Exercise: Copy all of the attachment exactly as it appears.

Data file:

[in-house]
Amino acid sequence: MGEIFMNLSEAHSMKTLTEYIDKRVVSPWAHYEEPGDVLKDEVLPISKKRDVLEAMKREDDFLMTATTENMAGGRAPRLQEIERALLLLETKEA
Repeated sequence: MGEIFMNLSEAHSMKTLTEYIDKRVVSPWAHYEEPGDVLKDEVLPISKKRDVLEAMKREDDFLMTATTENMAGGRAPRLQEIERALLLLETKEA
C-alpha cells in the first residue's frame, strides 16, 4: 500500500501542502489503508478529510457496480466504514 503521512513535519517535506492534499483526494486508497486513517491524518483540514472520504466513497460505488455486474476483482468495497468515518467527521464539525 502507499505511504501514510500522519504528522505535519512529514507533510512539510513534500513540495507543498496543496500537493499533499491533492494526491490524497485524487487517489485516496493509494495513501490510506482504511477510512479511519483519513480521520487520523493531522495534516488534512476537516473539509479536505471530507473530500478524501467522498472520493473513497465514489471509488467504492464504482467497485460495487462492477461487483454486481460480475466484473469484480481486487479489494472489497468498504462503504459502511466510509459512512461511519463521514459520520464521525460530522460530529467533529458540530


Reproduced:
[in-house]
Amino acid sequence: MGEIFMNLSEAHSMKTLTEYIDKRVVSPWAHYEEPGDVLKDEVLPISKKRDVLEAMKREDDFLMTATTENMAGGRAPRLQEIERALLLLETKEA
Repeated sequence: MGEIFMNLSEAHSMKTLTEYIDKRVVSPWAHYEEPGDVLKDEVLPISKKRDVLEAMKREDDFLMTATTENMAGGRAPRLQEIERALLLLETKEA
C-alpha cells in the first residue's frame, strides 16, 4: 500500500501542502489503508478529510457496480466504514 503521512513535519517535506492534499483526494486508497486513517491524518483540514472520504466513497460505488455486474476483482468495497468515518467527521464539525 502507499505511504501514510500522519504528522505535519512529514507533510512539510513534500513540495507543498496543496500537493499533499491533492494526491490524497485524487487517489485516496493509494495513501490510506482504511477510512479511519483519513480521520487520523493531522495534516488534512476537516473539509479536505471530507473530500478524501467522498472520493473513497465514489471509488467504492464504482467497485460495487462492477461487483454486481460480475466484473469484480481486487479489494472489497468498504462503504459502511466510509459512512461511519463521514459520520464521525460530522460530529467533529458540530